He was born Louis Terkel in May 1912 – "as the Titanic went down, I came up". His father, Samuel, was a tailor; his mother, Anna, a seamstress. In 1922 the family moved to Chicago and ran a rooming house where he met workers, activists and itinerants. It was while studying philosophy and law at the University of Chicago that he got his nickname, from the character Studs Lonigan in James T Farrell's trilogy of novels about an Irish-American youth from the city's South Side.

He worked briefly in the civil service, then moved to radio where he acted, was a disc jockey, and, in the 1940s, began interviewing. From 1949 he was the star of a national TV show called Studs' Place, set in a fictional bar – which some viewers would go looking for in Chicago. His TV career came to a halt in 1952 when his liberal views and support for labour unions meant he was blacklisted by McCarthyites. But his Chicago radio station remained loyal and The Studs Terkel Program went out every weekday for 45 years, until he was 85. Besides the inhabitants of Main St, USA, he also interviewed such celebrities as Bob Dylan, Leonard Bernstein, the reformed Ku Klux Klansman CP Ellis, Bertrand Russell and the bluesman Big Bill Broonzy.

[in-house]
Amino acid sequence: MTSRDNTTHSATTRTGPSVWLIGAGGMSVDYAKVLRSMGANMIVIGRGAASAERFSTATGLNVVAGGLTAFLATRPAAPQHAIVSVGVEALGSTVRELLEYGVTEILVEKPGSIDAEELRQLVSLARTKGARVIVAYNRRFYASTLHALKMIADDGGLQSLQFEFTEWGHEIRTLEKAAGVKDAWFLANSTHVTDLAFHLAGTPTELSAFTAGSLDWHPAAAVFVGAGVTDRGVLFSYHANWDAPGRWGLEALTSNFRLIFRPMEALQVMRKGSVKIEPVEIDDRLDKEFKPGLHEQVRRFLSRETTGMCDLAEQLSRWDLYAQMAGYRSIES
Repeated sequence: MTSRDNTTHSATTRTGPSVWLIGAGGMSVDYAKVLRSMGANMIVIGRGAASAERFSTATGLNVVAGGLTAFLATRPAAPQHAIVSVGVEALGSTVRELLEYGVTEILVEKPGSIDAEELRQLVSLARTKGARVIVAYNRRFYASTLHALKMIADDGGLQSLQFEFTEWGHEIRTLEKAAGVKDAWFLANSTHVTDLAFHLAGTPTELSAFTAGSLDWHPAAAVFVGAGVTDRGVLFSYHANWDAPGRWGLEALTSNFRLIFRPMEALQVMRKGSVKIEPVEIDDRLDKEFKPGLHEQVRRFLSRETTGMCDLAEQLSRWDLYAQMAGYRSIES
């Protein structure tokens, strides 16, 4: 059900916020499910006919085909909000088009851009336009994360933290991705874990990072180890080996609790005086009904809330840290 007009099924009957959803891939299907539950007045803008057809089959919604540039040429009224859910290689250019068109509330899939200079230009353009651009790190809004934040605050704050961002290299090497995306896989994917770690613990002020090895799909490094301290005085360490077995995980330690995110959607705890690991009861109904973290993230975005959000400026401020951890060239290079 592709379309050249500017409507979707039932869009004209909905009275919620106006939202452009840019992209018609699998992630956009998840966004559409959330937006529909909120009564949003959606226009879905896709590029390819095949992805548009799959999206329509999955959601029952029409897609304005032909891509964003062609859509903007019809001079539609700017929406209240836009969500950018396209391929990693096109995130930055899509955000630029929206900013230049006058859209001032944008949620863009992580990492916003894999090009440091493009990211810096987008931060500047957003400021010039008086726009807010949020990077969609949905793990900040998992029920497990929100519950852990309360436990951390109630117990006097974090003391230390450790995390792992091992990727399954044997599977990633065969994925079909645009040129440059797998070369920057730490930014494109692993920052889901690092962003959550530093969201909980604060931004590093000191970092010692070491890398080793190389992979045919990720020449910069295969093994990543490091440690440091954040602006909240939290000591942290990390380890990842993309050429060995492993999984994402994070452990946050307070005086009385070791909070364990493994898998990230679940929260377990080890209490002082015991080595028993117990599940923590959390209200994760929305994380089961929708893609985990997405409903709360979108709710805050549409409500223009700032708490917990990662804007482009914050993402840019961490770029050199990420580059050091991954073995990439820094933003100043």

In 1939, he married Ida Goldberg, a social worker, a partnership that lasted until her death 60 years later. Her lifelong regret was that she'd never got the old so-and-so to dance. He said of her, "Ida was a far better person than I, that's the reality of it", and in an interview with Mother Jones magazine in 1995 he told a story that illustrated this, and the journalistic instincts that prised so much information from his subjects. It concerned his research for Hard Times, his book on the Depression.

"I had to get a caseworker, a social worker. Well, my wife was a social worker during the Depression. And I thought, hmm, she'd be good. I'll change her name... She was telling about this one white guy, an old-time railroad worker. She remembers him as a distinguished-looking guy, grey hair, he's on relief, and she was given orders to look into the closets of these people. As she's telling me this, of course she starts to choke up. She says she looks in his closet and it was empty. And she says, 'He was so humiliated, and I was too.' It was a horrible moment – but I call it a marvellous moment for me, to capture what it was like being humiliated. And as she is choking up, I'm saying, 'This is great! This is great!' And she says, 'You bastard!'"